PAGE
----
Fork me on GitHub

On the jvm methods aren't functions, they can't exist without some object owning them; on the other hand fields on a class hold values that can stand alone.


I like the . / .- distinction and it would have been nice if it were invented for jvm clojure


noisesmith: it does exist in jvm clojure


I meant if it had been invented for the jvm first, and had been mandatory rather than optional...


Yeah, it wouldn't have been so annoying I wasn't already used to it 🙂 But in cljs it's a requirement, right? Because you can't otherwise differentiate between the two?


because in js you can have a method and a field with the same name


so you need some way to differentiate


I'm trying to figure out how to use update-in for a recursive atom of blurbs and comments( comments can be recursive..)


@sova so like (atom {:resp1 {:content "woot!"} :resp2 {:content "I disagree..." :resp1 {:content "why?"}}}) ...or something like that?


and it can be potentially infinitely deep?


If so, you might want to check out specter, by @nathanmarz


Question about interface implementations: Why do we have to include this as the first argument to every implemnted method?


@matan, in a defrecord you mean?


ummm, in reify actually


Example code:


(def driver
  "a driver for our test bot"
  (reify ApiInterface
    (sendToBot [this message]
      (println "sample driver sending message" message))
    (receiveFromBot [this message]
      (println "message received from bot" message)


well it's Java, i.e. OOP, after all


so the messages are sent to an object, and Clojure chooses to make this an explicit argument to fns (like python, but unlike javascript or java)


but a simple macro could have added the this


rather than user code being responsible for including it


that would have introduced a special symbol, which is not very lisp-y


not sure I get it


in clojure you almost always choose your own binding names


why does Clojure choose to make this an explicit argument


what are the benefits of that?


I can't speak for the language designer


but one benefit is that the scoping rules are obvious


(compare javascript, with unclear scoping!)


Sure but how would you possibly leverage that explicit argument in user code, as a developer?


how do you mean?


Without some user leverage, this is pure boilerplate, unless a developer can leverage this argument in some way to get some behavior they can't get without it being explicit in the code


Can you think of any leverage?


the leverage is that you can access the object 🙂


Right, doh


btw feel free to replace this with _ if you don't need it


nice idea


thanks guys!


you're welcome 🙂


I like this forum


hey all, what’s the most common means of handling errors with -> and ->>?


i’d like my pipelines to stop execting when one of the functions fails


should I be throwing catching/exceptions?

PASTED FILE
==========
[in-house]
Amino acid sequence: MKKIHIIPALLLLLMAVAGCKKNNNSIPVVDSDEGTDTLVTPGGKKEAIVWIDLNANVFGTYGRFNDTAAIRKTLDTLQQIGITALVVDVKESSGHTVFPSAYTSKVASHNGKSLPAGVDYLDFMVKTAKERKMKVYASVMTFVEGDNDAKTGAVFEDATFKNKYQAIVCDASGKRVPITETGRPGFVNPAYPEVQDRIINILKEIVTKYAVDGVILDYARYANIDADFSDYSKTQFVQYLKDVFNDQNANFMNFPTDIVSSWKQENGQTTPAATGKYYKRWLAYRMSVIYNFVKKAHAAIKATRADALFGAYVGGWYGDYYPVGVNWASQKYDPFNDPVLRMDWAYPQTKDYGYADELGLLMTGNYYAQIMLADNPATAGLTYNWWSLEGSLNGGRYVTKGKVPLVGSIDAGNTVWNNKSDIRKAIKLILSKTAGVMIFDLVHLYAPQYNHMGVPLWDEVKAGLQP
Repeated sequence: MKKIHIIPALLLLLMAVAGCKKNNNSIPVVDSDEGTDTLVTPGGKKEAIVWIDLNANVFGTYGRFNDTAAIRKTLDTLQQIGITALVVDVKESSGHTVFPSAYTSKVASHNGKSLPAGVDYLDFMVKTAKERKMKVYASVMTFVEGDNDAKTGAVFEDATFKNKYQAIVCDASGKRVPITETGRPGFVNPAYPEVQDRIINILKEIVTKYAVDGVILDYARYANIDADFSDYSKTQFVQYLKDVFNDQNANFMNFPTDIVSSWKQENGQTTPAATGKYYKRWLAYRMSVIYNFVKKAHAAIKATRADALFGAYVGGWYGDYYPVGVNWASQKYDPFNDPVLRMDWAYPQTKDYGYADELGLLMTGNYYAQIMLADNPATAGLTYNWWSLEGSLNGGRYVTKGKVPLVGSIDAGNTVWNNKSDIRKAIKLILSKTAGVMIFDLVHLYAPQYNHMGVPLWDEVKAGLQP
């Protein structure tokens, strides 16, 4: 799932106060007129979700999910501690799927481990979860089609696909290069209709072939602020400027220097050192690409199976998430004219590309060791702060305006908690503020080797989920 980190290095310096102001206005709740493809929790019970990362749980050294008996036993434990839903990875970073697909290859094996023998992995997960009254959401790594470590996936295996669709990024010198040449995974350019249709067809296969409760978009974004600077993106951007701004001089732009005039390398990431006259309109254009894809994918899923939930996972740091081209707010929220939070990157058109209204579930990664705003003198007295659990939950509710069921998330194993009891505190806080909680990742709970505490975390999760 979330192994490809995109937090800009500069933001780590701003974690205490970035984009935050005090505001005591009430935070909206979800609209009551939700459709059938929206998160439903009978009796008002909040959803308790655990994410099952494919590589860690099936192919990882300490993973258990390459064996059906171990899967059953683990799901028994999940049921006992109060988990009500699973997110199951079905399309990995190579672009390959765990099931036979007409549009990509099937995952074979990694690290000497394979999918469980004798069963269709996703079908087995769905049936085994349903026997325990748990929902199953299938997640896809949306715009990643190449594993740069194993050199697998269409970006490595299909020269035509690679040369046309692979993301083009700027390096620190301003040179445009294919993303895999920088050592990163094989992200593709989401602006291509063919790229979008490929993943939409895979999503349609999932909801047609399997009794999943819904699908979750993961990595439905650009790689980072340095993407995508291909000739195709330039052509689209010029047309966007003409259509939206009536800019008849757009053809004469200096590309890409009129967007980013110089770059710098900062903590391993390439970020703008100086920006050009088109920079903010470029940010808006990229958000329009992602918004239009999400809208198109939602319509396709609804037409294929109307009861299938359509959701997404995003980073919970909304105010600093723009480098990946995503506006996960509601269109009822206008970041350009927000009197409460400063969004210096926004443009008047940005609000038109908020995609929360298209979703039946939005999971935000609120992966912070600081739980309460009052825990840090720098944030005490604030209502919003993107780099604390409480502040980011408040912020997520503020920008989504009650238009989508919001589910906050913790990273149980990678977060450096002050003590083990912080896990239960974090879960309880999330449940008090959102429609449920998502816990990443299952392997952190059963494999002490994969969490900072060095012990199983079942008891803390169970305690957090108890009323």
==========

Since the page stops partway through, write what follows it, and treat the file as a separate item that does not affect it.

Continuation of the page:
I am curious who is against columnar alignment in let statements, require statements, declarations,....Is it only due to manual fixing all lines after changes?


Yes, it’s that it too much additional work/thought for the benefits that i see.


thanks @sveri I’ll take a look


Using the expectations library, how can I wrap two expectations in a let where I perform a request only one time? E.g.

(e/expect #"^text/html" (e/in (content-type (home-httpkit))))
(e/expect #"<body" (get (home-httpkit) :body))
I want something like (let [resp (home-httpkit)] ...), but not want to perform the side effect at the top level


@triss some-> and some->> can come in handy as well,


The macro clojure.spec/keys and clojure.spec/keys* expects a seq of keys as the value of its named arguments :req and :opt. I want to use the same list of keys for two different specs, one using keys and one using keys*. But the macros get passed the quoted symbol for the variable and not the value of it. Is it possible to unpack the value pointed to by a symbol at read time like the common lisp #. syntax?


@schmee I knew I’d seen something like that before! brilliant thanks


@rovanion I think you’ll have better luck with that question in #clojure-spec


I've gone ahead and asked in there too. But the question itself is Clojure generic even though the specific macro is from spec.


@rovanion you can use eval or write a macro (only the latter with cljs I think)


but I know: yuk


(let [keys [...]] (eval `(s/def ::foo (s/keys :req-un ~keys))))


if we ever get spec form conforming we could manipulate actual data and unform the specs at runtime


but it's taking dust in JIRA atm (CLJ-2112)


I seem to recall alex saying that that ticket is definitely going to happen


is it's not if but when :)


that's what I meant 🙂


Thank you mpenet, even though it's ugly it actually works unlike all I've tried thus far.


it might take a while or be done tomorrow, but I wouldn't hold my breath


Want to write the SO answer and get those sweet imaginary internet points or should I fill it out?


feel free to do it, I don't really do SO


Cool. Writing issues down help me reason about them. And when I'm already doing that I might as well post it to SO.


is it possible to destructure based on the value of an element e.g. (let [{[{ v "a" "val" 1}] :y} {"x" 1 :y [{"a" 3 "val" 2} {"a" 2 "val" 1}]}] (println v)) ;; need to have the value of v -> 2


(let [x {:a 1 :b 1}]
  (match [x]
    [{:a _ :b 2}] :a0
    [{:a 1 :b 1}] :a1
    [{:c 3 :d _ :e 4}] :a2
    :else nil))
;=> :a1


it is not possible without core.match, isn't it?


(defn my-get [x k] (let [{v k} x] v)) @h.elmougy ??


@h.elmougy no pattern matching out of the box in clojure, you can always write a cascade of cond to get there (that's basically what core.match does)


Anyone know how to get the size (in bytes) of an object?


I want to be able to log how much data is being processed by a pipeline I'm working on


Would (count (byte-array x)) give me what I need? And is it in any way efficient?


Or am I better looking at java for a solution here?


hey guys, I keep getting the following error

Uberjar aborting because jar failed: Could not resolve dependencies
when trying to
lein uberjar
. I'm trying to build within a container for a CI system. There may be an issue with auth, is it possible to
:mirrors {
    "central" {
      :name "Nexus-Central"
      :url "https://../repository/maven-public/"
      :repo-manager true }
    #"clojars" {
      :name "Nexus-Clojars"
      :url "https://.../repository/clojars/"
      :repo-manager true }}